Justinsomnia posted this great parody of “ex-gay” ministry Exodus International’s recruiting billboard (original pictured below). Justinsomnia received a cease-and-desist letter from Exodus International. Screw Exodus International, parody is free speech.
Exodus, as I said, is an “ex-gay” ministry, devoted to “curing” homosexuality. Their “cure” is based on an almost laughable set of misperceptions about both the nature of homosexuality and the nature of gender. The formula, in a nutshell, is “Gay men are men that are like women, so if we make them more masculine, they’ll be cured; gay women are more like men, so if we make them more feminine, they’ll be cured.” Apparently Exodus is unfamiliar with the existence of gay muscle culture or of femme lesbians — to them, all gay men are mincing affected sissies and all gay women are butch dykes. Given this total disconnect from the reality and lived experience of homosexuality, it should come as no surprise that their “cure” doesn’t work — even two of Exodus’ male co-founders, previously considered living proof of the program’s efficacy, ended up living together and ultimately marrying each other! Of course, even without the stupid stereotypes, Exodus is doomed to failure — no program that has aimed at “curing” homosexuality has ever been shown to work. Psychologists gave up long ago when, with the help of the nascent Gay Rights movement, they came to grips with the fact that they had labelled as a “disorder” a condition for which there were absolutely no consistent symptoms other than being gay. There’s no test you can give to determine if someone is gay, other than asking them; there’s no treatment that’s been shown to work; in the end, there’s no “condition” outside of the stigmatization that homosexuality incurs in our society — just people having relations with other people.
But that doesn’t mean Exodus is a failure — it’s managed to survive and even thrive for over 30 years, so it must be meeting someone’s goals. The goal of Exodus and of other, similar organizations, I’m convinced, is not the reformation of homosexuals; rather, Exodus’ function is to maintain the stigmatization of homosexuality, to perpetuate the idea that there’s something wrong with homosexuality that would preclude the possibility of happiness, of comfortable social adjustment. Exodus puts a friendlier face on homophobia than, say, the Westboro Baptist Church — a kinder, gentler post-70s pop-psychology face. They’re not here to condem with hellfire and brimstone, but to help you be happy, to fulfill yourself as a person. Absolutely not part of the program is a recognition that if a gay person is unhappy, it’s probably because s/he faces homophobia like Exodus’ from virtually every side; even people who aren’t actively going out of their way to deny the slightest shred of dignity and comfort to gay people still feel uncomfortable around homosexuals. The pseudo-liberal mantra of “They can do whatever they want as long as I don’t have to see it” (or “…as long as they don’t hit on me”) is hardly a proclamation of acceptance. (The documentary One Nation Under God gives a pretty good look at the philosophy of Exodus International and the context in which it arose and continues to operate.)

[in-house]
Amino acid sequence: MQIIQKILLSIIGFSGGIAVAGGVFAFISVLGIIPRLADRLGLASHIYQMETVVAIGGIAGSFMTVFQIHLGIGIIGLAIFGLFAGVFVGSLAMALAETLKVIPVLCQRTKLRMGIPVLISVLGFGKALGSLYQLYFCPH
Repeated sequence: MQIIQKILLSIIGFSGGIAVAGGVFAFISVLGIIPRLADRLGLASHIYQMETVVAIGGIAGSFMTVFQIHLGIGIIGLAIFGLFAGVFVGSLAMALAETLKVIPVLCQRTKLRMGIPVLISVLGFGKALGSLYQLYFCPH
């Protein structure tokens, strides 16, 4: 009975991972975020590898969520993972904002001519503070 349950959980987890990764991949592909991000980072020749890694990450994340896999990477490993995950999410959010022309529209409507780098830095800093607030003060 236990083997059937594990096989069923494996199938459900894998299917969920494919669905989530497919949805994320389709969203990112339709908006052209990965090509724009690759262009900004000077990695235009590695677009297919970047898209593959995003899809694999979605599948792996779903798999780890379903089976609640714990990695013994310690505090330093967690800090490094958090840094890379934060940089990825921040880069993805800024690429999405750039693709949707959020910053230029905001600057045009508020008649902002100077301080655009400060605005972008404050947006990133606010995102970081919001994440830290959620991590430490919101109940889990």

Justinsomnia’s parody is brilliant, because it pokes right at the heart of the Exodus mission — lots of straight people are unhappy (33% of Americans take anti-depressants, for example) and yet nobody, least of all Exodus, would suggest it has anything to do with their sexual orientation. And yet, maybe it does — our society puts a lot of pressure on us, especially on men, to be straight, to be super-straight, to be straight beyond any possible question. Maybe what we as a society collectively need is a good night of man-on-man or woman-on-woman loving to break the crushing deathgrip society currently has on our gonads.
(Story and suggestion of minor act of nose-thumbing via Big Queer Blog)